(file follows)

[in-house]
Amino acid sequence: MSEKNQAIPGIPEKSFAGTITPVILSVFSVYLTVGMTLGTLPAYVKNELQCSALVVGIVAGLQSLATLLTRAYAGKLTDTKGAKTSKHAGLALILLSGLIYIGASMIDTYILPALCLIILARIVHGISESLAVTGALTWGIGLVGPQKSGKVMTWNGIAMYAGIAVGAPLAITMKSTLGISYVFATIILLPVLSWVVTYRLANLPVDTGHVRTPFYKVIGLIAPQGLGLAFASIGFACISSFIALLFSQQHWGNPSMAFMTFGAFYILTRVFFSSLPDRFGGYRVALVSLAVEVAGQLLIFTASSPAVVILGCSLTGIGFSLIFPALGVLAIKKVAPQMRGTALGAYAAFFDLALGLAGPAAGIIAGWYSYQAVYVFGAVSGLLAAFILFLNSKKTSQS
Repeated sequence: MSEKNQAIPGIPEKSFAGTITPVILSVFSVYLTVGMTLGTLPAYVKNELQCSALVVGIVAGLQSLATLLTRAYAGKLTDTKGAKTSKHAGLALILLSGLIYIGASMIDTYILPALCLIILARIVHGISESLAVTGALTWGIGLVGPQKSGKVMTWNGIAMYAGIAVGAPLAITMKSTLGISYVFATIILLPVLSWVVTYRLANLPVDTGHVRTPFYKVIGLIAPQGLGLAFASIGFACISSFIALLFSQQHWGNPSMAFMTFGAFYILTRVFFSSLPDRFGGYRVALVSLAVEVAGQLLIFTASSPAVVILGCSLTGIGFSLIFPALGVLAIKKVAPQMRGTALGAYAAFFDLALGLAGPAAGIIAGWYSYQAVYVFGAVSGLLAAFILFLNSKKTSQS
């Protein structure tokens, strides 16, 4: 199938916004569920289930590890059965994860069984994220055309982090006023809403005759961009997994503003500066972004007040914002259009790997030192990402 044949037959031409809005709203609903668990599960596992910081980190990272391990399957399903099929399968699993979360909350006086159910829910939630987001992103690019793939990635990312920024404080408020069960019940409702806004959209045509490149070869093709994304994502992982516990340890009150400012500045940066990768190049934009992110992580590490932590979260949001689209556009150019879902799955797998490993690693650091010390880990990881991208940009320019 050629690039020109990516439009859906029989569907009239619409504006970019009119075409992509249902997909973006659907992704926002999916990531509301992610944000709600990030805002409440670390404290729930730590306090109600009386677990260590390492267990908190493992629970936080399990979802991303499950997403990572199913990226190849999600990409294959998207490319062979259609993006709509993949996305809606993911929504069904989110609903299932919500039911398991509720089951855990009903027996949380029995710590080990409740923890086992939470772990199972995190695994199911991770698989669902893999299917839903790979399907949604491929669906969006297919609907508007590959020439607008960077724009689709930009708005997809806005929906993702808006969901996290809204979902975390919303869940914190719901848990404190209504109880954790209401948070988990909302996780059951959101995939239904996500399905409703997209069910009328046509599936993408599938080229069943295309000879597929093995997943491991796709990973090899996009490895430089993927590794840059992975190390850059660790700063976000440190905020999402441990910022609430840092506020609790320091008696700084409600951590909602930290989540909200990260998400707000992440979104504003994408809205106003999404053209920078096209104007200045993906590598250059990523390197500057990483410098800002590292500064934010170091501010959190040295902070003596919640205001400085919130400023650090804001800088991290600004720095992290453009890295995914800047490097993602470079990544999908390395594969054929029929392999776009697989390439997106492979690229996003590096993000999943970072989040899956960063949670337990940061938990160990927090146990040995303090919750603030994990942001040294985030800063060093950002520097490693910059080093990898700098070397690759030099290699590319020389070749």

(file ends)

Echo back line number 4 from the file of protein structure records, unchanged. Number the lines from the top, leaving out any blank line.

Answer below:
């Protein structure tokens, strides 16, 4: 199938916004569920289930590890059965994860069984994220055309982090006023809403005759961009997994503003500066972004007040914002259009790997030192990402 044949037959031409809005709203609903668990599960596992910081980190990272391990399957399903099929399968699993979360909350006086159910829910939630987001992103690019793939990635990312920024404080408020069960019940409702806004959209045509490149070869093709994304994502992982516990340890009150400012500045940066990768190049934009992110992580590490932590979260949001689209556009150019879902799955797998490993690693650091010390880990990881991208940009320019 050629690039020109990516439009859906029989569907009239619409504006970019009119075409992509249902997909973006659907992704926002999916990531509301992610944000709600990030805002409440670390404290729930730590306090109600009386677990260590390492267990908190493992629970936080399990979802991303499950997403990572199913990226190849999600990409294959998207490319062979259609993006709509993949996305809606993911929504069904989110609903299932919500039911398991509720089951855990009903027996949380029995710590080990409740923890086992939470772990199972995190695994199911991770698989669902893999299917839903790979399907949604491929669906969006297919609907508007590959020439607008960077724009689709930009708005997809806005929906993702808006969901996290809204979902975390919303869940914190719901848990404190209504109880954790209401948070988990909302996780059951959101995939239904996500399905409703997209069910009328046509599936993408599938080229069943295309000879597929093995997943491991796709990973090899996009490895430089993927590794840059992975190390850059660790700063976000440190905020999402441990910022609430840092506020609790320091008696700084409600951590909602930290989540909200990260998400707000992440979104504003994408809205106003999404053209920078096209104007200045993906590598250059990523390197500057990483410098800002590292500064934010170091501010959190040295902070003596919640205001400085919130400023650090804001800088991290600004720095992290453009890295995914800047490097993602470079990544999908390395594969054929029929392999776009697989390439997106492979690229996003590096993000999943970072989040899956960063949670337990940061938990160990927090146990040995303090919750603030994990942001040294985030800063060093950002520097490693910059080093990898700098070397690759030099290699590319020389070749």